Croydon starts urgent review of tower blocks with cladding

Croydon Council is conducting a hurried review of fire safety issues around its residential properties following the horrific events at Grenfell Tower in north Kensington yesterday. According to council cabinet member Alison Butler, Croydon’s urgent review includes “checks on all of our blocks with external cladding”.

The death toll from the fire which engulfed Grenfell Tower remains at 12, though with emergency services still working at the scene, there are fears that the number of fatalities could be much higher.

Grenfell Tower was still burning through last night, 24 hours after the fire caught hold of the Kensington block

Croydon Council says that it has made an offer to help Kensington and Chelsea by providing emergency accommodation for victims of the Grenfell Tower fire who have been made homeless.

While other local authorities and London boroughs yesterday promptly issued public reassurances, saying that they were checking safety issues around blocks of flats in their area, Croydon Council has so far made no formal, public statement to its residents and tenants regarding properties for which it is responsible. There is no message of reassurance or sympathy on the council’s website. Tony Newman, the council leader, did make a 140-character bit of virtue-signalling, though: “Our thoughts & prays [sic] are with all victims of today’s tragic fire”.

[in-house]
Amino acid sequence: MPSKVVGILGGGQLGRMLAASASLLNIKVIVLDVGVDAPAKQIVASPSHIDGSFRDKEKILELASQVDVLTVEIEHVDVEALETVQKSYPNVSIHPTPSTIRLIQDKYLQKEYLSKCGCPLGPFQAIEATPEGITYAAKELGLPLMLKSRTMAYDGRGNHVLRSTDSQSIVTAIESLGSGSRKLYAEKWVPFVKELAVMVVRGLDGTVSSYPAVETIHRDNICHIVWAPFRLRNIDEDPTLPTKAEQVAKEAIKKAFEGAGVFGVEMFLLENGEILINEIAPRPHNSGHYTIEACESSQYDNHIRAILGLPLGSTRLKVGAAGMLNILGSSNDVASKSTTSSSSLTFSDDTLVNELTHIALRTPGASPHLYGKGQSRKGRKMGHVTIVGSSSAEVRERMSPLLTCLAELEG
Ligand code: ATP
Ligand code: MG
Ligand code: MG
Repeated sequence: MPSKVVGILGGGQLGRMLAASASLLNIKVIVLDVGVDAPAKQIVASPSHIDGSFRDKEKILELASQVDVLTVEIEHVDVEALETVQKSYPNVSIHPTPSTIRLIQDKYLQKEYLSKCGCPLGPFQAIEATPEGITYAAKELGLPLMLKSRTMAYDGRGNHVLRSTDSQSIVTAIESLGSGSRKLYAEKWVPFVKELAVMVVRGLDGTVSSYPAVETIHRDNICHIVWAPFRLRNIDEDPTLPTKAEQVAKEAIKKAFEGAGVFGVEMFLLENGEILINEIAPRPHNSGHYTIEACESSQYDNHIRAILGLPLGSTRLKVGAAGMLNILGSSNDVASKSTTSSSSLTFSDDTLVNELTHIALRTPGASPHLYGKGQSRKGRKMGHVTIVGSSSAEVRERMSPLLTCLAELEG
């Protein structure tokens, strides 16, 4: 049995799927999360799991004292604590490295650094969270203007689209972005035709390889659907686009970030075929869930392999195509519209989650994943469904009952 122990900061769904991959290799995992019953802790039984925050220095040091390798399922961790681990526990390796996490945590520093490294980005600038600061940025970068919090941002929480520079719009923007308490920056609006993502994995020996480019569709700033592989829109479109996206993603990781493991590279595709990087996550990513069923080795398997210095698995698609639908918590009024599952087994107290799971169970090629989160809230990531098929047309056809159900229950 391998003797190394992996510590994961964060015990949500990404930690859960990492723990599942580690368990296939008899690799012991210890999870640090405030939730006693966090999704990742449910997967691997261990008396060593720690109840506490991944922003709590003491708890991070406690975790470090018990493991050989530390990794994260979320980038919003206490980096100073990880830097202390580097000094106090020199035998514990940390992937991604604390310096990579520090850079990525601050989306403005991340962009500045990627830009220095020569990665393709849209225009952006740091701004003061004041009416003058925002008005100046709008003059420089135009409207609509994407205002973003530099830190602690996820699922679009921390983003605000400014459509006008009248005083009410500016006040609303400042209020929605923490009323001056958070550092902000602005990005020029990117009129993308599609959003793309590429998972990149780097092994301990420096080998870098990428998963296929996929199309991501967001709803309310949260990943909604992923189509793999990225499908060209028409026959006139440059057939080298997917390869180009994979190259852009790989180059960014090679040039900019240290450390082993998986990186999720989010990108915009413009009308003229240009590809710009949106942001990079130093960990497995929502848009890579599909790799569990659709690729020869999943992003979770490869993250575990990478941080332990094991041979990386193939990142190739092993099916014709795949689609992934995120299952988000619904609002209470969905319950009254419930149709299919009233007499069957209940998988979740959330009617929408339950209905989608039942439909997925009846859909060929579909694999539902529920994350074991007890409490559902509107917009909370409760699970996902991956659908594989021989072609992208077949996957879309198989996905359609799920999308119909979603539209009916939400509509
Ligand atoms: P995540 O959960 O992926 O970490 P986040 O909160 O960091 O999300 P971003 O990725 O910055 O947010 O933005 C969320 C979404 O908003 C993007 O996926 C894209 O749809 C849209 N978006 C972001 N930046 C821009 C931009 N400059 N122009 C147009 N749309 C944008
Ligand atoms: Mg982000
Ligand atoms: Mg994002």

Croydon Council’s chief executive, Jo Negrini, was not at her desk this morning, as she had to prepare for her latest self-promoting speech to property speculators in Berkeley Square.

This morning, Butler, the council’s cabinet member responsible for housing, did issue a statement to her fellow councillors which was short on detail (such as an answer to the obvious question: are there any blocks, council-owned or private, which have the same cladding as Grenfell Tower?), but which did include a bit of a nag at the end about tenants being tidy.

Butler’s email to councillors says:

Immediately the tragic events at Grenfell Tower became known, we looked at our own stock.

We have over 1,000 blocks although over half of these are no more than two storeys. There are 39 between six and 12 – none taller.

All Croydon Council housing blocks meet rigorous safety standards set down by the London Fire Brigade.

As a result of the tragedy at Southwark in 2009 we invested over £10million in upgrading fire safety in our stock.

We are currently making checks on all of our blocks with external cladding and looking at the implications as well as carrying out a full review of fire safety.

We will immediately assess what, if any, additional measures are required.

We have issued a number of statements to the press yesterday around these issues.

We have made an offer to Kensington and Chelsea to assist in any way we can, including an offer of emergency accommodation.